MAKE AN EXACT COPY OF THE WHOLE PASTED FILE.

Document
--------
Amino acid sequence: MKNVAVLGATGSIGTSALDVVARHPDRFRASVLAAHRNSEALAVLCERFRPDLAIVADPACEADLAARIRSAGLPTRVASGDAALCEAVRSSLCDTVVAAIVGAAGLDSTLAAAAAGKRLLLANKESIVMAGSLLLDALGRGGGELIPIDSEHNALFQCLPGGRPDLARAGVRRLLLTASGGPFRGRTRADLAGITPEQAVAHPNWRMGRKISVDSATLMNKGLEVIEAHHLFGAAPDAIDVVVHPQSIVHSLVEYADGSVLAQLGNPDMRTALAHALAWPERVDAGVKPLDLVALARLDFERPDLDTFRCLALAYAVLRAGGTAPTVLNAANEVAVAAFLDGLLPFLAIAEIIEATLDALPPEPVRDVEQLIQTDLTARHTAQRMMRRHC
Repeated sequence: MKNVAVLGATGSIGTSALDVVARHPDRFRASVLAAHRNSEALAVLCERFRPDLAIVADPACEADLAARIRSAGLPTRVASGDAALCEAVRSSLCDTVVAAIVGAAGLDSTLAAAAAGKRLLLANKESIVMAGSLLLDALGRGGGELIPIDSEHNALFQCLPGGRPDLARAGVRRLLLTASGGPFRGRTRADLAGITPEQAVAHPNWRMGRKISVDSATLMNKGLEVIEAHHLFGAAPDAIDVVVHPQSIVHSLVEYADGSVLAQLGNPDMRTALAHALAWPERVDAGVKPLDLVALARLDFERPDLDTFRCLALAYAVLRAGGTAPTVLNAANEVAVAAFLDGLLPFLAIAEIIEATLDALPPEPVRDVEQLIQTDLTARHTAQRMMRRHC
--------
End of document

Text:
Amino acid sequence: MKNVAVLGATGSIGTSALDVVARHPDRFRASVLAAHRNSEALAVLCERFRPDLAIVADPACEADLAARIRSAGLPTRVASGDAALCEAVRSSLCDTVVAAIVGAAGLDSTLAAAAAGKRLLLANKESIVMAGSLLLDALGRGGGELIPIDSEHNALFQCLPGGRPDLARAGVRRLLLTASGGPFRGRTRADLAGITPEQAVAHPNWRMGRKISVDSATLMNKGLEVIEAHHLFGAAPDAIDVVVHPQSIVHSLVEYADGSVLAQLGNPDMRTALAHALAWPERVDAGVKPLDLVALARLDFERPDLDTFRCLALAYAVLRAGGTAPTVLNAANEVAVAAFLDGLLPFLAIAEIIEATLDALPPEPVRDVEQLIQTDLTARHTAQRMMRRHC
Repeated sequence: MKNVAVLGATGSIGTSALDVVARHPDRFRASVLAAHRNSEALAVLCERFRPDLAIVADPACEADLAARIRSAGLPTRVASGDAALCEAVRSSLCDTVVAAIVGAAGLDSTLAAAAAGKRLLLANKESIVMAGSLLLDALGRGGGELIPIDSEHNALFQCLPGGRPDLARAGVRRLLLTASGGPFRGRTRADLAGITPEQAVAHPNWRMGRKISVDSATLMNKGLEVIEAHHLFGAAPDAIDVVVHPQSIVHSLVEYADGSVLAQLGNPDMRTALAHALAWPERVDAGVKPLDLVALARLDFERPDLDTFRCLALAYAVLRAGGTAPTVLNAANEVAVAAFLDGLLPFLAIAEIIEATLDALPPEPVRDVEQLIQTDLTARHTAQRMMRRHC